Of course the nature of much of Tiravanija’s practice is based on terms of “hospitality,” whether that described by Jacques Derrida or Donna Haraway, as embodied by the collective farm/residency that Tiravanija is involved with in northern Thailand, or, in the case of his cooking, Charmaine Solomon. There are also his collaborations with the likes of Superflex and the unitednationsplaza project in Berlin and its international offshoots. Indeed, he could happily make a future set of tables including the text “Friendship First, Competition Second.” The spirit is certainly reflected in the way he embraces Koller within the framework of the exhibition at Galerie Martin Janda; and in the way visitors at the opening played table tennis together. The gallery also plans a friendly tournament on the closing weekend.

Moreover, a great deal of friendliness emanates from the 2013 performance Untitled (Remember JK, Universal Futurological Question Mark U.F.O.) that assembled a diverse set of people to stand in the form of a question mark on the square in front of Vienna’s St. Stephen’s Cathedral on a drab early-March Saturday morning, to be photographed aerially. Coincidentally, the event took place at the same time the Conclave of Cardinals voted on the new Pope, lending some unintended politics (and certainly poetic justice) to the action. Light on numbers, the assortment of gallery staff, family, and friends who had gathered were joined by a group of Italian tourists who, in the spirit of friendliness, ensured critical mass—and a proper testament to Koller. I am sure that if U.F.O.s happened to land, despite the weather, the aliens would have been impressed.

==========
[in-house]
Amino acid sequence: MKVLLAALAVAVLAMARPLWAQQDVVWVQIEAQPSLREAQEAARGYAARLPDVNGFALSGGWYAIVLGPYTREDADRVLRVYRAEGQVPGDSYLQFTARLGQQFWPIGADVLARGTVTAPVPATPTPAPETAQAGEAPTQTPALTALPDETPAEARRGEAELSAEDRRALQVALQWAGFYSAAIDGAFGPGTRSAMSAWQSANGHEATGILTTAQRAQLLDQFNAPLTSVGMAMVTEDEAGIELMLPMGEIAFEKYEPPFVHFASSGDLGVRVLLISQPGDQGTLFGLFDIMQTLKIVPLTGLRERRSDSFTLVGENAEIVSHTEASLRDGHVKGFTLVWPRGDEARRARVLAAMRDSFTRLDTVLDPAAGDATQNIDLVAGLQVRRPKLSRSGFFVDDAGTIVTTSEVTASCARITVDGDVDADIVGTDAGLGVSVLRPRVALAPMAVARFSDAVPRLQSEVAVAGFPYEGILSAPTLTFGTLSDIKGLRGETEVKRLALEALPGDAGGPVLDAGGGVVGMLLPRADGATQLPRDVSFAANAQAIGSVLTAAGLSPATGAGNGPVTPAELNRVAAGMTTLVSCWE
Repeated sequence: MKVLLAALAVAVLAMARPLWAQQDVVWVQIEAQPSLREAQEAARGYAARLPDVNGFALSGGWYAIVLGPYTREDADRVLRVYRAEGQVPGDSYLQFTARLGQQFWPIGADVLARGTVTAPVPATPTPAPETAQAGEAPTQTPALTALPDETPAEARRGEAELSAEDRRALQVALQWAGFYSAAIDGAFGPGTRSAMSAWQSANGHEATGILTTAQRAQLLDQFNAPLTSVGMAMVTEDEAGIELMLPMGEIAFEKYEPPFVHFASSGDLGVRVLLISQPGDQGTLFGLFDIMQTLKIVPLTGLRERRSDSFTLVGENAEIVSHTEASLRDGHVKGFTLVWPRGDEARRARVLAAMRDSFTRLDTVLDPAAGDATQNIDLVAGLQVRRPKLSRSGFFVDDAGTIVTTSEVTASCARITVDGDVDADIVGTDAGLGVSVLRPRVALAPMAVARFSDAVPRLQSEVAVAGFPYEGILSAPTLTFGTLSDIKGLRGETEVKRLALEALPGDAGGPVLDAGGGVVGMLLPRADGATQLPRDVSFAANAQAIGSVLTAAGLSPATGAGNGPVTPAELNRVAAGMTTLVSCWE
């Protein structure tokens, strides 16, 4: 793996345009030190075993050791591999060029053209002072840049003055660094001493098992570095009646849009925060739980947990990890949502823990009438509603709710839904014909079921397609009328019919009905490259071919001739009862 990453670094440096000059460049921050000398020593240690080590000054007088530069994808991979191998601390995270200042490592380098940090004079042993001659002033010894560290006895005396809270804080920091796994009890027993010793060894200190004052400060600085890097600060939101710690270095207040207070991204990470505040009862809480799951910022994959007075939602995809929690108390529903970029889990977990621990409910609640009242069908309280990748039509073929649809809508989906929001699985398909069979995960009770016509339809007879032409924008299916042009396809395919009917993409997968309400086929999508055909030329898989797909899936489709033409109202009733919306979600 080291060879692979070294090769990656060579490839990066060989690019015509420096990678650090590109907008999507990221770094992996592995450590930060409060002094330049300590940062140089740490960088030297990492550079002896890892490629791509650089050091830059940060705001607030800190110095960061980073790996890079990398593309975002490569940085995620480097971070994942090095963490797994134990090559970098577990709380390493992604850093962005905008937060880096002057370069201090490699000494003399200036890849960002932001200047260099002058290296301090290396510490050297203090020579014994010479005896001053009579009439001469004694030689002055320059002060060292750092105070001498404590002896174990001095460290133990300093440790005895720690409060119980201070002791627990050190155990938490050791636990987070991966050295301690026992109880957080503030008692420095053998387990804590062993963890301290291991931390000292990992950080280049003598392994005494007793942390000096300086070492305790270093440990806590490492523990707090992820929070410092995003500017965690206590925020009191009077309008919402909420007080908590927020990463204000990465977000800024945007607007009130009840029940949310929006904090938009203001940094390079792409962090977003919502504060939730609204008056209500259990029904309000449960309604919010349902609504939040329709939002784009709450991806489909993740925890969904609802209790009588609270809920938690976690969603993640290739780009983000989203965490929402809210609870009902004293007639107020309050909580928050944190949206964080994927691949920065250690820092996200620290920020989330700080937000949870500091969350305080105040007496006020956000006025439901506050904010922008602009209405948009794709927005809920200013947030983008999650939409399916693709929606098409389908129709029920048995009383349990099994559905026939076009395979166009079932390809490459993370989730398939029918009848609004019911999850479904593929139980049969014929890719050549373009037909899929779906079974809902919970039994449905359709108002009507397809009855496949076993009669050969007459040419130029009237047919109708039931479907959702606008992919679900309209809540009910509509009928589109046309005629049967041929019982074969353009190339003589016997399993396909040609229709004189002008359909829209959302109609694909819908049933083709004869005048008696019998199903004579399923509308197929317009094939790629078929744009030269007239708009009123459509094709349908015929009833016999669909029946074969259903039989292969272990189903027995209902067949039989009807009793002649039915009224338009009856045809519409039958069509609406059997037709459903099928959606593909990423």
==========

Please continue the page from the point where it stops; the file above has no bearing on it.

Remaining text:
Television, Conceptual & Post-Conceptual Art, Games & Play, Cold War

Simon Rees is a curator on staff at the MAK – Museum of Applied Arts, Vienna.

RSVP for “U.F.O.-NAUT JK (Július Koller) orchestrated by Rirkrit…
Galerie Martin Janda
May 17, 2013

Thank you for your RSVP.

Galerie Martin Janda will be in touch.


e-flux announcements are emailed press releases for art exhibitions from all over the world.

Agenda delivers news from galleries, art spaces, and publications, while Criticism publishes reviews of exhibitions and books.

Architecture announcements cover current architecture and design projects, symposia, exhibitions, and publications from all over the world.

Film announcements are newsletters about screenings, film festivals, and exhibitions of moving image.

Education announces academic employment opportunities, calls for applications, symposia, publications, exhibitions, and educational programs.

Sign up to receive information about events organized by e-flux at e-flux Screening Room, Bar Laika, or elsewhere.

I have read e-flux’s privacy policy and agree that e-flux may send me announcements to the email address entered above and that my data will be processed for this purpose in accordance with e-flux’s privacy policy*

Thank you for your interest in e-flux. Check your inbox to confirm your subscription.